One year on from the Lehman bankruptcy, and the winners are ... the European administrators, who so far have billed £154 million, or to put that in real terms, more than the GDP of Micronesia.
They say that their average hourly rate has dropped from £329 to £309 over the past six months, but I make that over half a million man hours to date.
They say that is equal 0.6 per cent of total assets managed, realised and returned, but 60 bp is a good fee for originating paper, let alone clearing it up. Actually it is worse than that because they have only returned $13.3 billion of collateral to clients, so I make that a fee of 1.73% for the return of collateral, which is expensive by anybody's calculation.
And that is on top of the other overheads paid by the firm while in administration for buildings, computers residual staff and lawyers, who had billed $112m in fees as of September 14. Linklaters said “This is the largest and most complicated bankruptcy in history, raising many novel legal issues”. Sure. We believe you. These were only traded instruments held by a heavily regulated institution.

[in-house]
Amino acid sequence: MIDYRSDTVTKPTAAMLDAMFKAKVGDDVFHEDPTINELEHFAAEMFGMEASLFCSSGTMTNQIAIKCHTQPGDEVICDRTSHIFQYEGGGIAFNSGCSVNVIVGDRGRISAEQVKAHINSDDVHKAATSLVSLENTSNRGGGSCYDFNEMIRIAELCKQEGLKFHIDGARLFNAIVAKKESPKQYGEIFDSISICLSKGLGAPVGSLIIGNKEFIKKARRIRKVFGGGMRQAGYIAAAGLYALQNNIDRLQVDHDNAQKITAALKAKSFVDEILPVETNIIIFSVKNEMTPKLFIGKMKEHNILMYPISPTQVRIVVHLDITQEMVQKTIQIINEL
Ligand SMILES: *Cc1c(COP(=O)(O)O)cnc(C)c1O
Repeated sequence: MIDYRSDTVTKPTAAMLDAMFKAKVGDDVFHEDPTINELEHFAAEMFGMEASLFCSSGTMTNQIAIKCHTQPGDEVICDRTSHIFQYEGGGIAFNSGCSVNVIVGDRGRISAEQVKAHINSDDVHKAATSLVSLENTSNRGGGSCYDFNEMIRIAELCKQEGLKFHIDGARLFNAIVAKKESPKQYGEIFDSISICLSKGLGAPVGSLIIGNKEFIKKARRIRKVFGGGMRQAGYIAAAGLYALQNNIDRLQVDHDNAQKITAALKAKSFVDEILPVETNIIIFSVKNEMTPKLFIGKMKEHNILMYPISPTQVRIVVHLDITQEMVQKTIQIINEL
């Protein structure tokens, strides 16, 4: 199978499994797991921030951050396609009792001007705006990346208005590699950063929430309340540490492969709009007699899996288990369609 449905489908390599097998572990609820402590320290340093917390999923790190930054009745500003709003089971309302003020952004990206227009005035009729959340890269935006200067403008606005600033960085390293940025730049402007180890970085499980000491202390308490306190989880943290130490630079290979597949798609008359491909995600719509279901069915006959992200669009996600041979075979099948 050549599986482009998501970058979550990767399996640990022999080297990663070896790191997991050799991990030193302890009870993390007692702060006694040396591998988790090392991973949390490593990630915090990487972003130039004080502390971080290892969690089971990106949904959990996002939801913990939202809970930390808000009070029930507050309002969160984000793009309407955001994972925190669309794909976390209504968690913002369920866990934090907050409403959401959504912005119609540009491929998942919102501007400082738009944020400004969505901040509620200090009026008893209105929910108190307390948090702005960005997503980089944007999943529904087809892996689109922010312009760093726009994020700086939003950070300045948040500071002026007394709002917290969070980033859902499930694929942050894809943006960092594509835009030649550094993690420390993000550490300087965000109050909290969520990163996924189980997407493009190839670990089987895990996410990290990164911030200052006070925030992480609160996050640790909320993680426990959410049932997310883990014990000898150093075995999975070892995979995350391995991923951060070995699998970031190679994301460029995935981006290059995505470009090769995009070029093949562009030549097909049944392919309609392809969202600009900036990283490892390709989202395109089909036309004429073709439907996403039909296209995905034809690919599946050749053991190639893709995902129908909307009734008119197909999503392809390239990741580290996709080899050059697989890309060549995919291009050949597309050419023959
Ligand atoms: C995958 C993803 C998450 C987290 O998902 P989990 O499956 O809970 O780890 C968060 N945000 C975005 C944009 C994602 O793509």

The administrators are set to run the estate until 2011. So far they have gained control of $40bn of securities and cash and returned $13.3bn in assets to clients. Steven Pearson, a partner at PwC, an administrator of Lehmans in Europe, said there was no indication how much they would recover on the claims and that he expected significant challenges against them. Yeah, sure. After a year's work and £154 million in billings you ought to know to the last penny.
It might help if the administrators' gophers spent less time surfing the web, which I know they do because of the Lehman IP addresses that end up in this blog's viewing statistics.